The muscles of the thigh are divided into groups based on location and dynamic function. These groups include the hip/thigh adductors, abductors, quadriceps, and hamstring muscles. Understanding the main function of each group of muscles along with the unique properties of muscles within a group will help identify different disorders based on physical exam and patient history.
Structure and Function
Quadriceps muscle group: function to extend the knee via the common extensor mechanism/tendon, patellar, and patellar tendon/ligament
- Hip adductor compartment: function to move the thigh/lower extremity closer to the body's center axis
- Hip abductor compartment: function to move the thigh/lower extremity away from the body's center axis
- Hamstrings: function to extend the hip and flex the knee
- Hip flexor compartment: function to flex the hip joint
Limb bud development begins after the mesenchymal cells are activated in the lateral plate of the mesoderm. The lower limbs develop after the development of upper limbs begins. This process usually starts at the 4-week gestational period, with the limbs well differentiated by weeks 8 to 10.
Blood Supply and Lymphatics
The veins of the lower extremity are described based on their position relative to the fascial compartment. The superficial veins are above the deep fascia and are the drainage system of the cutaneous circulation. The deep veins are below the fascia and drain the musculature.
The superficial veins include the reticular veins and the greater and lesser saphenous veins. The reticular veins are located between the saphenous fascia and dermis, with the main function of draining the skin and subcutaneous tissue. These veins communicate with the saphenous system through perforator veins. The greater saphenous vein lies medially in the thigh, anastomosing with the common femoral vein approximately 3 to 4 cm inferior and lateral to the pubic tubercle. The greater saphenous vein is located directly on the muscular fascia in the saphenous compartment, a subcompartment of the superficial compartment.
The major deep veins of the thigh follow the same nomenclature of the arteries of the lower leg except for the femoral vein, which is an extension of the popliteal vein. The main artery of the thigh is the femoral artery. The femoral artery is an extension of the external iliac artery and becomes the femoral artery after it crosses under the inguinal ligament. The main branches include the medial circumflex, lateral circumflex, and the profundal femoris artery. The medial circumflex wraps around the posterior side of the femur and supplies the head and neck of the femur, while the lateral circumflex wraps around the lateral anterior aspect of the femur. The perforating branches are composed of 3 or 4 arteries perforating the adductor magnus supplying the medial and posterior thigh.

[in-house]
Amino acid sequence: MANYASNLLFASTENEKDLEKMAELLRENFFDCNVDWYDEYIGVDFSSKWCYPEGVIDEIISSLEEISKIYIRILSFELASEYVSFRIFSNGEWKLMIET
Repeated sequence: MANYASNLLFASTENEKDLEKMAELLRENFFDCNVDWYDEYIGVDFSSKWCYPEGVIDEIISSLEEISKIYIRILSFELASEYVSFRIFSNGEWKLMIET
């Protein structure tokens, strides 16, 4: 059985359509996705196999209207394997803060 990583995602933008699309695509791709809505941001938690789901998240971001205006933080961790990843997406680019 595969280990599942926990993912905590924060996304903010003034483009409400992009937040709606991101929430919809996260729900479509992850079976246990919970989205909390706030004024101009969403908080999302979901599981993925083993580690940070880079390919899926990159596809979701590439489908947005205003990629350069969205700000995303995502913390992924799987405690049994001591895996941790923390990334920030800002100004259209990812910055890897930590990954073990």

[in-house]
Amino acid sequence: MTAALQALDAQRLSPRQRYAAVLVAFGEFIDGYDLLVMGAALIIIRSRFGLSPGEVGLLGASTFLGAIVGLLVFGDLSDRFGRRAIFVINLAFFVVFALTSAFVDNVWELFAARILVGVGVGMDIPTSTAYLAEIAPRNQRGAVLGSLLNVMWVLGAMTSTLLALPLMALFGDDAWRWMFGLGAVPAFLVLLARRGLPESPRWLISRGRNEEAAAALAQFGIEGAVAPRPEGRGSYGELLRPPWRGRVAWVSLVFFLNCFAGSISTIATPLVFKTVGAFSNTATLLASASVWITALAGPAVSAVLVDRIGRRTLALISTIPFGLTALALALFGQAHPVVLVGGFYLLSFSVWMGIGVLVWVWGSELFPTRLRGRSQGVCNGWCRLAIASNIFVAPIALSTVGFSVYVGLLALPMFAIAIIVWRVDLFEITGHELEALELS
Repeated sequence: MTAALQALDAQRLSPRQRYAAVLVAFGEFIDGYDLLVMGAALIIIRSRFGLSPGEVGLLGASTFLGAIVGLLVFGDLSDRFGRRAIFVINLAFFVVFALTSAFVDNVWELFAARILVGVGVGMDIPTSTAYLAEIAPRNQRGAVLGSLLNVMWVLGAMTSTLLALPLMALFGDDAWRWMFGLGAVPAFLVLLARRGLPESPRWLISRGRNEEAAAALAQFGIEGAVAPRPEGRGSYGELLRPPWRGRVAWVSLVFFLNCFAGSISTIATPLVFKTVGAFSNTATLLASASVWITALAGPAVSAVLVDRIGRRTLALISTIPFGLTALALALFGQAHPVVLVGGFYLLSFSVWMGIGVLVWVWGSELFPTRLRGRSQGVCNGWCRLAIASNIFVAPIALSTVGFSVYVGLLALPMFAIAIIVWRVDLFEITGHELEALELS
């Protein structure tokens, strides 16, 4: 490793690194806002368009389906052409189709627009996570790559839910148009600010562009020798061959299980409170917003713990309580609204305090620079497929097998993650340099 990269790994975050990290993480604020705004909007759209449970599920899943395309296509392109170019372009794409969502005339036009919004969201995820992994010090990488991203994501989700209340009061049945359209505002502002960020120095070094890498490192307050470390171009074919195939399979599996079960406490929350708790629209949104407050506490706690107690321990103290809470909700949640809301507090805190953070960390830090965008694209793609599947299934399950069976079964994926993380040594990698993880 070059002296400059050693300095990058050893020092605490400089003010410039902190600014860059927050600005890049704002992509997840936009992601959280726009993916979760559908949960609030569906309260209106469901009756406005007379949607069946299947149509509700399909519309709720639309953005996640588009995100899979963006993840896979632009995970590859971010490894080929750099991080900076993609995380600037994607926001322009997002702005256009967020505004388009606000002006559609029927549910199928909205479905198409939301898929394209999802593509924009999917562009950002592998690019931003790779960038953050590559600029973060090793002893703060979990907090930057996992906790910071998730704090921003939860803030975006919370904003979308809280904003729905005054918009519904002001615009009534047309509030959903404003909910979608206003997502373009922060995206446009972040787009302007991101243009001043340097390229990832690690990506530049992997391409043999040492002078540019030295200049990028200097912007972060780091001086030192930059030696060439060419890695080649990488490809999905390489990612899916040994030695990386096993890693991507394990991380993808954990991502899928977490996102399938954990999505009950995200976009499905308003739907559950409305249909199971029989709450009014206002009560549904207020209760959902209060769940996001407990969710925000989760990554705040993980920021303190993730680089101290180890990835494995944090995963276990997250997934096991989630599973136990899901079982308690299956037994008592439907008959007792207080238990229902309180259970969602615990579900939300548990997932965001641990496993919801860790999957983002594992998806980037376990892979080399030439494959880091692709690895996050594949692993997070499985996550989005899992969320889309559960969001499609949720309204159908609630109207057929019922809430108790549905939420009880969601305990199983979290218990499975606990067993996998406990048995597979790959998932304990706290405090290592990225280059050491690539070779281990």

Both the lumbar and sacral plexus supply innervation to the lower extremity. The sacral plexus gives rise to the sciatic nerve (L4 through S3), posterior femoral nerve (S1 through S3), superior gluteal nerve (L4 through S2), and inferior gluteal nerve. The sciatic nerve innervates the semimembranosus, semitendinosus, and adductor magnus. It then divides into the tibial nerve innervating the flexors of the knee, extensors of the ankle, flexors of the toes, and skin over the posterior surface of the leg. The other half of this division is the common peroneal nerve supplying innervation to the short head of the biceps femoris, fibularis, tibialis anterior, extensors of the toes, the skin over the anterior surface of the leg, and dorsal surface of the foot. The posterior femoral cutaneous nerve supplies sensation to the skin of the perineum and posterior surface of the thigh. The superior gluteal nerve supplies motor function to the abductors of the hip, while the inferior gluteal nerve innervates the gluteus maximus.
The lumbar plexus supplies innervation to the femoral (L2 through L4), lateral femoral cutaneous (L2, L3), obturator (L2 through L4), and saphenous nerves (L2 through L4). The femoral nerve supplies innervation (sensation and motor) to the anterior thigh. The obturator nerve sensitizes to the medial thigh and motor function to the adductors. The saphenous and lateral femoral cutaneous nerves are both strictly sensory innervating both the medial aspect of the leg and lateral thigh, respectively.
The hip flexors are composed of the iliacus, psoas, sartorius, and pectineus. The iliacus and the psoas are both flexors of the thigh in relation to the torso and receive blood supply from the lumbar branch of the iliopsoas of the internal iliac artery. Innervation to the iliacus is by the muscular branch of the femoral nerve (L1 through L3), while the direct fibers of L1 innervate the psoas through L3 lumbar plexus. The sartorius is unique in that it flexes and laterally rotates the hip joint and flexes the knee, is innervated by the femoral nerve (L2 through L4), and receives blood supply by the muscular branches of the femoral artery. The pectineus is also unique as it adducts the thigh and flexes the hip, is usually innervated by the femoral nerve but is sometimes innervated by the obturator nerve. Its blood supply is from the medial circumflex femoral branch of the femoral and obturator artery.